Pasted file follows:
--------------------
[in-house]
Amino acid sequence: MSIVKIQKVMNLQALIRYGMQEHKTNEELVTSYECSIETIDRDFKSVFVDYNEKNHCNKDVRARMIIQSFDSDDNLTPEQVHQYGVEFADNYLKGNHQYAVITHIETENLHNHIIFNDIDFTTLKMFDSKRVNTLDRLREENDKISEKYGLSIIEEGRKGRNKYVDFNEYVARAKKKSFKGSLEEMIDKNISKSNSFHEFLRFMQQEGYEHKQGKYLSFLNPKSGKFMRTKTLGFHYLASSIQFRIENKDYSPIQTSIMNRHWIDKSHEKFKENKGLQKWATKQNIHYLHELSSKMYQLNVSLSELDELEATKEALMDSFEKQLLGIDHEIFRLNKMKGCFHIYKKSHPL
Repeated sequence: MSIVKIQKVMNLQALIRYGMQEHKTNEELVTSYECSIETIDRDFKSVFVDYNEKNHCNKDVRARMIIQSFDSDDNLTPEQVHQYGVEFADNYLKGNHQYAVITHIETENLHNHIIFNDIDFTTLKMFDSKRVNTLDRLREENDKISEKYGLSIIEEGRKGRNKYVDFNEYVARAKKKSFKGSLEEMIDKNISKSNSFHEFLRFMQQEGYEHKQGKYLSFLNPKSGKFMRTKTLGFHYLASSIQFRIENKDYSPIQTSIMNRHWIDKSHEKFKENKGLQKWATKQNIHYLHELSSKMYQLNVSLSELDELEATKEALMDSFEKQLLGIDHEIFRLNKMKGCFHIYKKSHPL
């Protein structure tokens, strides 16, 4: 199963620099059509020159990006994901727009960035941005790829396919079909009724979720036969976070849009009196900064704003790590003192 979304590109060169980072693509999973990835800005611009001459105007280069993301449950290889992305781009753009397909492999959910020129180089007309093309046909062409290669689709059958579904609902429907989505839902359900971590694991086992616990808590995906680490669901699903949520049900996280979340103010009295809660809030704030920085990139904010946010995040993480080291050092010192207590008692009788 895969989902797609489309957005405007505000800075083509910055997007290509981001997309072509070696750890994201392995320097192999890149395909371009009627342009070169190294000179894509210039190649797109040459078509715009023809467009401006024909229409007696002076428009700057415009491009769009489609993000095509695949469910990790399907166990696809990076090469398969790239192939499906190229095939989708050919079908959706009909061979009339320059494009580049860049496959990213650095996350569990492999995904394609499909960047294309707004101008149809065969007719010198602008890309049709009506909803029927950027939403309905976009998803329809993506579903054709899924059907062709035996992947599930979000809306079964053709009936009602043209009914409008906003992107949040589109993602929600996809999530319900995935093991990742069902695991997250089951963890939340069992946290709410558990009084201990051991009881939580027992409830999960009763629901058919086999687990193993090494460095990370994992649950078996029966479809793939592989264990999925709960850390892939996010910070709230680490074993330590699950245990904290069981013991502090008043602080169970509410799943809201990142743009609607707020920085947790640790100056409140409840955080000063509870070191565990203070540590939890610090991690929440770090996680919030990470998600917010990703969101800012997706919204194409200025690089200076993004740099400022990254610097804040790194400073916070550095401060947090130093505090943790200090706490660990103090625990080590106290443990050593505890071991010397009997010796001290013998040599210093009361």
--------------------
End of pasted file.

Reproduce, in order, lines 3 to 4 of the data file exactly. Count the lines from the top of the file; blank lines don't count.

Repeated sequence: MSIVKIQKVMNLQALIRYGMQEHKTNEELVTSYECSIETIDRDFKSVFVDYNEKNHCNKDVRARMIIQSFDSDDNLTPEQVHQYGVEFADNYLKGNHQYAVITHIETENLHNHIIFNDIDFTTLKMFDSKRVNTLDRLREENDKISEKYGLSIIEEGRKGRNKYVDFNEYVARAKKKSFKGSLEEMIDKNISKSNSFHEFLRFMQQEGYEHKQGKYLSFLNPKSGKFMRTKTLGFHYLASSIQFRIENKDYSPIQTSIMNRHWIDKSHEKFKENKGLQKWATKQNIHYLHELSSKMYQLNVSLSELDELEATKEALMDSFEKQLLGIDHEIFRLNKMKGCFHIYKKSHPL
């Protein structure tokens, strides 16, 4: 199963620099059509020159990006994901727009960035941005790829396919079909009724979720036969976070849009009196900064704003790590003192 979304590109060169980072693509999973990835800005611009001459105007280069993301449950290889992305781009753009397909492999959910020129180089007309093309046909062409290669689709059958579904609902429907989505839902359900971590694991086992616990808590995906680490669901699903949520049900996280979340103010009295809660809030704030920085990139904010946010995040993480080291050092010192207590008692009788 895969989902797609489309957005405007505000800075083509910055997007290509981001997309072509070696750890994201392995320097192999890149395909371009009627342009070169190294000179894509210039190649797109040459078509715009023809467009401006024909229409007696002076428009700057415009491009769009489609993000095509695949469910990790399907166990696809990076090469398969790239192939499906190229095939989708050919079908959706009909061979009339320059494009580049860049496959990213650095996350569990492999995904394609499909960047294309707004101008149809065969007719010198602008890309049709009506909803029927950027939403309905976009998803329809993506579903054709899924059907062709035996992947599930979000809306079964053709009936009602043209009914409008906003992107949040589109993602929600996809999530319900995935093991990742069902695991997250089951963890939340069992946290709410558990009084201990051991009881939580027992409830999960009763629901058919086999687990193993090494460095990370994992649950078996029966479809793939592989264990999925709960850390892939996010910070709230680490074993330590699950245990904290069981013991502090008043602080169970509410799943809201990142743009609607707020920085947790640790100056409140409840955080000063509870070191565990203070540590939890610090991690929440770090996680919030990470998600917010990703969101800012997706919204194409200025690089200076993004740099400022990254610097804040790194400073916070550095401060947090130093505090943790200090706490660990103090625990080590106290443990050593505890071991010397009997010796001290013998040599210093009361």